March 9 - April 21
92 Plymouth Street
Brooklyn, NY 11201 United States
- (718) 834-8761
Smack Mellon is pleased to announce two solo exhibitions, Katie Bell: A Place for Everything and Everything in Its Place and Austin Ballard: Shadow Lake, opening concurrently on Saturday, March 9, 2019. Both artists create work inspired by the designed and built environment but adopt their own unique approaches. Katie Bell takes discarded and readymade objects to construct immense assemblages that match the industrial scale of Smack Mellon’s building. Austin Ballard, on the other hand, turns his focus onto household objects, specifically light fixtures and lampshades, to create a more intimate setting that resembles a suburban domestic interior. In both of these projects, however, the artists call attention to the way that architecture and design objects shape—whether dramatically or subtly—how we see and respond to the world.
Combining contemporary themes with handicrafts, Austin Ballard’s work conflates innovation and tradition, manmade and natural materials, high and low art to subvert societal and cultural assumptions about gender and labor associated with textiles. Through visceral, yet restrained handcrafted objects and installations, Ballard explores the influence that domestic space, familial relationships, social anxiety, memory, and loss have on our lived experiences. Raised in North Carolina, where the textile industry historically played a fundamental and utilitarian role, he is committed to making art approachable and accessible. With an interest in furniture and home decor, Ballard creates vividly-patterned sculptures out of natural materials such as cane from the rattan palm. Utilizing traditional techniques of textile pattern-making, natural dying and ceramic slab-building, he creates works in which the artist’s hand and labor process are revealed, contrasting the manufactured polish of high-end, modern design.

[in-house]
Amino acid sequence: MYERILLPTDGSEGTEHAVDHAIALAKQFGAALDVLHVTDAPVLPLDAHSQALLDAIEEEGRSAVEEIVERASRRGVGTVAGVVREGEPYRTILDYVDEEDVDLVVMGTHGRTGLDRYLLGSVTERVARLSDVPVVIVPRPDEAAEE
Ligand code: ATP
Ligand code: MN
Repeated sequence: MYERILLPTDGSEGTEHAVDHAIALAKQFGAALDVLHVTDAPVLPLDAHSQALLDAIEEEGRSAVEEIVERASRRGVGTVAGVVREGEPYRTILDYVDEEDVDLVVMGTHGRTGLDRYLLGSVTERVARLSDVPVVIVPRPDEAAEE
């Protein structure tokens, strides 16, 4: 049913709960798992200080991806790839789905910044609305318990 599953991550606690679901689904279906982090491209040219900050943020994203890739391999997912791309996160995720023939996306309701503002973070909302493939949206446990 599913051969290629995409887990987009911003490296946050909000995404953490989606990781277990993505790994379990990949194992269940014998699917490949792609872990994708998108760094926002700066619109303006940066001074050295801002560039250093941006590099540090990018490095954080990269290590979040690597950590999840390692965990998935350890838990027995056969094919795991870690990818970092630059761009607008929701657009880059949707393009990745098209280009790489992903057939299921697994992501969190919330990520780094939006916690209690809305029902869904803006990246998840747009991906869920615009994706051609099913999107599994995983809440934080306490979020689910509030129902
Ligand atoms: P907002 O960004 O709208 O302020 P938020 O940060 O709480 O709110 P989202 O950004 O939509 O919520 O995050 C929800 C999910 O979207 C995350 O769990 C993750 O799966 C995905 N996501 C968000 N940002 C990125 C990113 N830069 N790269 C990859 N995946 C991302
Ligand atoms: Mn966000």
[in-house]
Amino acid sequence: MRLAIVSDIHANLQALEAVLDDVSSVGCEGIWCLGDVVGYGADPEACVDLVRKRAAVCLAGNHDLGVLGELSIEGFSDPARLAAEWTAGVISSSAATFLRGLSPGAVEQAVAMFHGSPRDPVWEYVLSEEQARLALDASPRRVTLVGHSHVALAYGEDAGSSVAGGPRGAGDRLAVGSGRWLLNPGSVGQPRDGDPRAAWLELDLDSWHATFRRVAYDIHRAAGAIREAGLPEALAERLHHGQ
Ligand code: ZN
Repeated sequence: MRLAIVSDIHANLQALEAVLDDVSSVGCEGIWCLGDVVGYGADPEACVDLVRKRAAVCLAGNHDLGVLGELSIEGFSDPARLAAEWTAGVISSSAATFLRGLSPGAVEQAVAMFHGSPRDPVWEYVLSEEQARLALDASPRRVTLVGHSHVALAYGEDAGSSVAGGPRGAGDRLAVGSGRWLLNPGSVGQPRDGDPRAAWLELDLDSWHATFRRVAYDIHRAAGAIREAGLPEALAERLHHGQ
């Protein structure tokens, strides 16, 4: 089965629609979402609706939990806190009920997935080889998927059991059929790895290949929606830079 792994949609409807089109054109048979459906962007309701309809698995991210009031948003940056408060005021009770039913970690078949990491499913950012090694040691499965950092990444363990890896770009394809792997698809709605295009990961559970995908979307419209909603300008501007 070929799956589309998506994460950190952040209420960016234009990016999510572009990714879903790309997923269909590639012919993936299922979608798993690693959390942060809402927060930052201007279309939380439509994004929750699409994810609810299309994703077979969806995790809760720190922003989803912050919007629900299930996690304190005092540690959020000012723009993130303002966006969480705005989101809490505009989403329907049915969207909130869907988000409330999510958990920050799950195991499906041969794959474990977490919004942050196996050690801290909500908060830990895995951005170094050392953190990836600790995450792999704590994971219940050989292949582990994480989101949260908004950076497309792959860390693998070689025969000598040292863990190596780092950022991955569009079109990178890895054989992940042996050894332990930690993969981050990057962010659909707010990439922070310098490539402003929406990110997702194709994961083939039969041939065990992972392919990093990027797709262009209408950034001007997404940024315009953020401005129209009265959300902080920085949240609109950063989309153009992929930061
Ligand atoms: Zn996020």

For his project Shadow Lake, Ballard draws from childhood recollections to create an installation of floating light sculptures and venetian blinds. Often traveling between parents and grandparents growing up, his grandmother’s house in Charlotte, NC, became a symbol of stability because of the way she organized her home. However, attempting to conjure the experience of this domestic space became a disorienting exercise for the artist. As Ballard placed each light sculpture according to hazy recollections of the floor plan, the layering of lampshades in the installation develops into a metaphor for fallible memories. The shadows cast from the woven shades onto the gallery walls further heightens the feeling of distortion, as one might experience during a flashback. Through repeated patterns and fragmentation, Ballard’s work calls attention to the lag, slippage, and reinterpretation of even our most cherished memories.